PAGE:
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Questions have been raised in Papua New Guinea Parliament, on the millions of kinas worth of Commissions of Inquiries (CoIs) instituted by the National Government into matters of public importance and concern dating as far back as the Sandline Inquiry of 1997.
Madang Governor Peter Yama who put this question to Deputy Prime Minister and Attorney General Davis Steven says, the whole idea about inquiries is to 'bring corrupt people to justice.'
He said the many inquiries instituted are old and 'tax payers monies' have been spent' - adding that he is yet to see someone being prosecuted as a direct result of a CoI.
“Speaker my question is; when will all these inquiries that are still outstanding – it costs millions and millions of kina, while now this Government has gone again having another inquiry of UBS loan of K3 billion (US$882 million).
“That is going to also be shelved away and filed away in the cabinet when the next Government come in.
“So Speaker, question inquiry including PNGBC was sold for K80 million (US$23.5 million) the bank itself is now worth over six or seven billion kina.
“It was sold for K80 million; now when will all these accounting firm, law firm and Queens councils and all these people who collaborated in this crime and committed a very serious indictable offence against the people of PNG.
“Recommendations are already there for them to be prosecuted; when will you get them prosecuted?”, Yama questioned.
Meanwhile, all commission of inquiry reports will be tabled in Parliament after they are audited and analysed, Justice Minister and Attorney-General Davis Steven says.
Steven said Parliament had passed the Proceeds to Crime Act to facilitate whistleblowers.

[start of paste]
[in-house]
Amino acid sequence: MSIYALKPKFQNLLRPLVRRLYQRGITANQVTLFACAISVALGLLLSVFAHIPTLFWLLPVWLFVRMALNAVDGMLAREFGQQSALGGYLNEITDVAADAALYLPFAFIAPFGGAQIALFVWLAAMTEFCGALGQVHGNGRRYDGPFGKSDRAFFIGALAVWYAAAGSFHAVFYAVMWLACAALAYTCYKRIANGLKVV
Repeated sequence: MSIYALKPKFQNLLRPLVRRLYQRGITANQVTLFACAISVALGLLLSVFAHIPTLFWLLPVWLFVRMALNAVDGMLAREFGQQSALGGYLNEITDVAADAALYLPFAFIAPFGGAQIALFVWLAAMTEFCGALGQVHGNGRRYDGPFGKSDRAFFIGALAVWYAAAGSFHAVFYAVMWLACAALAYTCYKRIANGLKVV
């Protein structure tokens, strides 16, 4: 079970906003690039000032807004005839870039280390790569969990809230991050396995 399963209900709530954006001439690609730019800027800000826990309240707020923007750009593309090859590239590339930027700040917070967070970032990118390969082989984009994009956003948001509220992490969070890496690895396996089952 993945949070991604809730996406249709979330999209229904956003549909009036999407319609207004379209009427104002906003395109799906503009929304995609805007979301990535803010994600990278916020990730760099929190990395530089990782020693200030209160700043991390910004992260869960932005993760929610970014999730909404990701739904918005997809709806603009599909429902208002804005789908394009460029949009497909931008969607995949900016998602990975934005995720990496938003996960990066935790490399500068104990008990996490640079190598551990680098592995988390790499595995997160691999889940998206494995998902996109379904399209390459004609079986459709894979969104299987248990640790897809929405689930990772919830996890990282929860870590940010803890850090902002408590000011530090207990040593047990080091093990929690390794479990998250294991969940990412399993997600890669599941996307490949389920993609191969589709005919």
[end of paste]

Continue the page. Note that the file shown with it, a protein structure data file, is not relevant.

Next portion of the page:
“As to prosecution, obviously we will need to push where we must prosecute,” he said.
“We need to do recovery action.
“We are serious and committed.
“I’m sure this House will do the right thing.” Steven said the priority of the Government was in the rule of law.
“One aspect of it is the fight against the perception of corruption in our country which by international assessment has ranked poorly for decades,” he said.
“It is one of our priorities to improve our laws and enforcement in terms of the fight against corruption.
“Our priority has been to get the work on Independent Commission against Corruption (ICAC) completed and bought to Parliament for debate.”
Steven said Cabinet had approved the text of ICAC bill to be passed to the Speaker.
“Part of the strategy is to ensure the rule of law is seen to be alive and active to take a stock of all the COIs that have taken place in the past,” he said.
“Certain COIs are the subject of court proceedings,” he said.
SOURCE: NBC PNG/THE NATIONAL/PACNEWS
Pacific Islands News Association
Who & What is PINA?
International News Safety Institute (INSI)
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